Several days ago, I returned from attending the Conference of Presidents of Major American Jewish Organizations (“CoP” or the “Conference”) leadership mission in Israel, along with the leaders of approximately 20 other American Jewish organizations that are Conference members. The mission’s sole purpose was supposed to be to learn directly from Israel’s key elected leaders about vital and serious issues that confront Israel so that American Jewish leaders can be better informed when they address their communities, the media and Congress back in the United States.
It is painful for me to report that CoP’s directors violated the leadership mission’s purpose by refusing to give podiums to the major elected ministers and Israeli leaders who are in the forefront of promoting Israel’s judicial, anti-terror and other reforms: Israeli Finance Minister Bezalel Smotrich; National Security Minister Itamar Ben-Gvir; and Knesset Member and committee chair Simcha Rothman.
The CoP directors’ refusal to have a session with these important leaders of these critical issues—a form of “cancel culture”—was an enormous missed opportunity to learn from, ask challenging questions of and exchange views with the judicial and anti-terror reforms’ originators. Americans are being inundated with misinformed, bald claims that the reforms are “undemocratic.” Shouldn’t American leaders have had the opportunity to hear from the Israeli leaders and originators who are in the best position to explain why the reforms would, in fact, make Israel safer, more democratic and more like American democracy?
In addition, the CoP leadership mission had no elected officials or spokespeople from Judea and Samaria speak, even though issues concerning these Jewish communities are constantly being debated. This CoP “cancel culture” refusal denied American Jewish leaders the opportunity to learn and ask questions about: the situation on the ground in the Jewish homelands of Judea and Samaria; increased Arab terrorism; how Jews living in and building homes there are being falsely maligned; the Biden administration’s pressures and interference; and the dangers of the enormous amount of illegal Arab building in Area C, funded by the European Union.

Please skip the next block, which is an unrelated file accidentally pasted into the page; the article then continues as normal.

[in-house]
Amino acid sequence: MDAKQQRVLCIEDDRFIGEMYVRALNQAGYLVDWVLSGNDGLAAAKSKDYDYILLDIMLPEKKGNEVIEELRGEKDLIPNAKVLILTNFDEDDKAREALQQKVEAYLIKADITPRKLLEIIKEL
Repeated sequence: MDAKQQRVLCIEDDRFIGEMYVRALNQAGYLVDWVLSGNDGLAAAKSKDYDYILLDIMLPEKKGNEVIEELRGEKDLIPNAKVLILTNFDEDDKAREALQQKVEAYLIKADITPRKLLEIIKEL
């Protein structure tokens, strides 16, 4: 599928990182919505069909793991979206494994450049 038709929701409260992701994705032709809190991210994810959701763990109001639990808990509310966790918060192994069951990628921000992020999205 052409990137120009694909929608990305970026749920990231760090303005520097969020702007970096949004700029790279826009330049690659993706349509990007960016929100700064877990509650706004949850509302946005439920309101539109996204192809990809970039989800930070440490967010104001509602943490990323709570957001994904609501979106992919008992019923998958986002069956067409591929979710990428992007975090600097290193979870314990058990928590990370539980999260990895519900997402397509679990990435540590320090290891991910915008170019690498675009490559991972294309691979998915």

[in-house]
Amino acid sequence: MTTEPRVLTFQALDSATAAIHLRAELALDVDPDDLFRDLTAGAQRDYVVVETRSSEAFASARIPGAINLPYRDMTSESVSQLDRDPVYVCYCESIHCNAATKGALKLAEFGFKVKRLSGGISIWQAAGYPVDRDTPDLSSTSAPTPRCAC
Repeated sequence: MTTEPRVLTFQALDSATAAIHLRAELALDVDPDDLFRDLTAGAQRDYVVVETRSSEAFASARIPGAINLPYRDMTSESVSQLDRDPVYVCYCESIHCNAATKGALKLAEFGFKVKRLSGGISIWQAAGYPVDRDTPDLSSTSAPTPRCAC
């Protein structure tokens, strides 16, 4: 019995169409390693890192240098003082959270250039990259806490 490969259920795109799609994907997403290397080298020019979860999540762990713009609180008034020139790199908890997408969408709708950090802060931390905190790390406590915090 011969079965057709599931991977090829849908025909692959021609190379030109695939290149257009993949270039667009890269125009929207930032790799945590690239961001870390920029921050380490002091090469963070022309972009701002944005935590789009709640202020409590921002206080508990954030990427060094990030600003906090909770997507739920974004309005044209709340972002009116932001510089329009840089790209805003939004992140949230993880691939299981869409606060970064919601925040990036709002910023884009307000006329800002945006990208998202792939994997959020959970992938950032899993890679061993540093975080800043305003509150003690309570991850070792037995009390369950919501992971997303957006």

The CoP’s failure to hold these meetings contradicted its own statement last week that the CoP leadership mission was a forum for top American Jewish leaders to “engage in an annual weeklong conversation with top Israeli leaders,” including sessions with “the top echelons of the Israeli political landscape” about “key issues” and differences between American liberals, and “a staunchly conservative Israeli coalition that is advancing policies most Israeli voters support, but many American Jewish leaders consider controversial.”
As someone who has carefully studied, spoken about and written in favor of judicial reform, I hoped to hear from its key proponents during the CoP mission (see “Israel’s Judicial Reforms: Good for Democracy and the Rule of Law”).